Indian Lands Near The Unassigned Lands
Stop 11: Coming Soon to W Main St east of N Broadway Ave at the SW Corner of Santa Fe Parking Garage, Downtown
A month after the Land Run, Cheyenne and Arapahoe delegates were in Oklahoma City to negotiate the future of their lands west and north of the Unassigned Lands.
After the Civil War, Indian tribes that had sided with the Confederacy were forced to cede their land in western Oklahoma to the US government for the later resettlement of other tribes. But the Creeks and Seminoles retained residual claims to the Unassigned Lands. On March 1, 1889, Congress approved a treaty acquiring the Creek claims, and the next day they authorized the acquisition of the Seminole claims and opening of the Unassigned Lands for settlement.
The Cheyenne and Arapahoe tribes were given land in the Cherokee Outlet (north of the Unassigned Lands) and west of the Unassigned Lands by treaty in 1867. In 1889 the winds of change in Washington persuaded tribal leaders to consider opening these lands for non-Indian settlement. On May 23 and 24, 1889 a group of Cheyenne and Arapahoe leaders met with federal officials in Oklahoma City and worked out an agreement. Ratified after a bitter struggle within the tribes, this agreement led to land runs opening their western land on April 19, 1892 and the Cherokee Outlet on September 16, 1893.
The Homestead Act opens up settlement in the western U.S. by allowing any adult American to claim up to 160 acres of free federal land. 15,000 claims are made by the end of the Civil War.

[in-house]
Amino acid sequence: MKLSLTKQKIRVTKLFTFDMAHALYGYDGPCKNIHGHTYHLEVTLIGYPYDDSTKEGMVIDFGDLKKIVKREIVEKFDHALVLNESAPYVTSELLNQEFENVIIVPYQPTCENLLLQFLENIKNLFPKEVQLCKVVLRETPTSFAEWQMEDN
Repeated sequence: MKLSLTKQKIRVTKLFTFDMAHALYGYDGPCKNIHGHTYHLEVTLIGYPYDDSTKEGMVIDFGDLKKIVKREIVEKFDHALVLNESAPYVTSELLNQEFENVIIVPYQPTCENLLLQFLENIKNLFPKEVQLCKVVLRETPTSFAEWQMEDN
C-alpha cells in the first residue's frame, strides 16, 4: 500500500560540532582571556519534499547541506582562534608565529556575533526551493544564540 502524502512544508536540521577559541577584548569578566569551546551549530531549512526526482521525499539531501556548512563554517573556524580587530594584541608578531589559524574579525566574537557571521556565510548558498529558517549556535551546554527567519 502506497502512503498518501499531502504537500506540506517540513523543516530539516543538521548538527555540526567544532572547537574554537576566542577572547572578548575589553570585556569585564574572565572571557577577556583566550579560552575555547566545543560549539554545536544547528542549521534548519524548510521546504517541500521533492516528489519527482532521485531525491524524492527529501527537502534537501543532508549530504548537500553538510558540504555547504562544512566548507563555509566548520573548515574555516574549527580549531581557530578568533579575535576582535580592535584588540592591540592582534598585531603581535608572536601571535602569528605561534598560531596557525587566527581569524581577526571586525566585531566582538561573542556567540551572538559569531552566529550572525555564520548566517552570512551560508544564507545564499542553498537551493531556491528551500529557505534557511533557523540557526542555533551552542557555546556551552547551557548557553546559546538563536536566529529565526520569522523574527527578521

The Civilized Tribes are forced to cede large portions of their land, including the Unassigned Lands, to the U.S. Government for relocation of other Native American nations.
Boomers begin attempts to settle in the Unassigned Lands. The U.S. military repeatedly forces them out.
The Santa Fe Railroad from Kansas to Texas is completed. Multiple stops are opened in the Unassigned Lands.
- January-March 1889
Creek and Seminole Nations release claims to the Unassigned Lands, and Congress approves opening the land for settlement.
- March-April 1889
"Boomer camps" pop up along and inside the borders of the Unassigned Lands.
- March 23, 1889
President Harrison's Proclamation sets noon on April 22 as the time and date for the Land Run
- April 19, 1889
Prospective settlers are escorted from the Kansas and Texas borders to the perimeter of the Unassigned Lands. Those already inside are required to leave.
- April 20, 1889
Land east of the railroad tracks at Oklahoma Station is reserved for military use
- April 22, 1889 at noon
Oklahoma Land Run officially begins.